The Yale women’s squash team tallied two more blowout victories this weekend as it moves forward into the final part of its season.

The No. 5 Bulldogs (8-2) hosted the Yale Round Robin tournament on Friday and Saturday, and crushed No. 18 Tufts (1-6) on Friday in a 9-0 blowout before powering past No. 14 Bates (5-6) with similar ease. Their third scheduled match, against league rival Columbia (1-3), was postponed when the Lions were unable to make the trip to the tournament, and with the Elis scheduled to play the Bobcats in the morning, they could not go to meet their foes in New York.

The match against the Jumbos may have been a surprise — it was a last-minute setup, Aly Kerr ’12 said — but the game itself held few surprises. The Bulldogs’ performance was solid and, according to captain Tara Wadhwa ’09, the Elis did not drop a single game in the shutout victory. But, she added, Tufts’ squash program is excellent and watching the Jumbos improve has been a great experience.

In the next day’s face-off with Bates, the Bulldogs took control of the match and never relinquished it. With Logan Greer ’11 in the No. 1 position, the Elis proceeded to dominate the Bobcats on every single court, dropping just a single game overall. Greer herself notched a 9-1, 9-3, 9-2 victory over her opponent, while Sarah Toomey ’11 came within a single point of a complete and total shutout over Bates junior Whitney Roller. Her 9-0, 9-1, 9-0 victory was echoed at position No. 3, where Rhetta Nadas ’12 breezed past her Bobcat opponent 9-1, 9-0, 9-1. No. 4 Caroline Reigeluth ’11 and No. 5 Alexandra Van Arkel ’12 also cruised to comfortable victories.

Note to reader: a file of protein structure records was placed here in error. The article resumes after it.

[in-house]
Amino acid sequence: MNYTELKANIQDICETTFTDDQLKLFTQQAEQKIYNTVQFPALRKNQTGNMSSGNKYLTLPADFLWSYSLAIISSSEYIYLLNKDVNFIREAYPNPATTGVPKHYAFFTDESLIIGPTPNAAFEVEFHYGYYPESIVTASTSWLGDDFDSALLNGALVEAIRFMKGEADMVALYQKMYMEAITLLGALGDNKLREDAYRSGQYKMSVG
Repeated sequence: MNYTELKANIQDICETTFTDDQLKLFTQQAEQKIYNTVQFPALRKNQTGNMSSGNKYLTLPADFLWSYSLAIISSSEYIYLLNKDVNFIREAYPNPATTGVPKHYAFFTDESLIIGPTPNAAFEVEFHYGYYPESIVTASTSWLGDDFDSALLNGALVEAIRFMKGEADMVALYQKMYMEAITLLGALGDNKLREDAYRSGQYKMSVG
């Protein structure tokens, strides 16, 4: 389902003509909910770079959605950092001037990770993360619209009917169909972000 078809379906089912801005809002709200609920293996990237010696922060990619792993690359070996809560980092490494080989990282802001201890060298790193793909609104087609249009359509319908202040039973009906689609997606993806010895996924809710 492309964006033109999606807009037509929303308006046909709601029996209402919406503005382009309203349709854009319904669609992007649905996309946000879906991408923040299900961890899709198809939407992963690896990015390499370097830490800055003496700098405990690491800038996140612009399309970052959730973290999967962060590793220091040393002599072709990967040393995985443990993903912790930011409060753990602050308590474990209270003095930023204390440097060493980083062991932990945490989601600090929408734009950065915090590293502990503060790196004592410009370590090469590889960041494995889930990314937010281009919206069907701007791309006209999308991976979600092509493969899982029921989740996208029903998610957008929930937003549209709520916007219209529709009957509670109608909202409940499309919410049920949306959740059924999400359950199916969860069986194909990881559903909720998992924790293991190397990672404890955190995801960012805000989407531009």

Wadhwa, who played at No. 6, took her first game 9-5, and from then on it just got easier. She flew to a 9-1 win in the second game, and in the third, her 9-3 victory gave her the match and the point for her team. No. 7 Kaitlin Vinci ’10 played her way to a solid 9-4, 9-1. 9-6 win, and at No. 9 Anna Doud ’11 took her match without difficulty, even shutting out her opponent in the second game. And at No. 8, Kelly Mulrow ’12 fought her way to two close victories, 9-7, 9-7, before her Bates opponent Stephanie Cabot battled back, taking the third game 9-2. But Mulrow was not about to give in, and she finished off her match with a resounding 9-1 win.

“The weekend matches were against easier schools than both Princeton and Trinity,” Wadhwa said. “However, as for all matches, we tried to be as prepared as possible and use the opportunity to practice the basics of the game which are so important in tougher matches like Princeton.”

The face-off against the Tigers is the match the Bulldogs have had their eyes on since Trinity, Alia Aziz ’10 said. Princeton is ranked at No. 1 in the College Squash Association poll — and for good reason. The Tigers are 6-0, and all six of those victories were 9-0 shutouts save one 7-2 win over No. 6 Cornell (6-4). As for the question of momentum, Princeton is riding high on four of those shutout wins, most recently over No. 8 Williams (8-6) and No. 12 Bowdoin (5-8).

The Tigers also have history on their side: This year, they are playing for their third straight national team title. But when the two teams met earlier this season during the Ivy Scrimmage in November, the Elis came remarkably close to unseating the CSA favorites, narrowly falling 5-4.

“We are continuing to work hard on court and on specific game strategies and tactics, and we hope to use this to our advantage this weekend against Princeton,” Wadhwa said. “We are excited to play the match at home and maximize our full potential.”

“I think it will be very close,” Kerr added. “And it will probably be one of our hardest this season. Hopefully, all the training we’ve put in has prepared us to do very well against them.”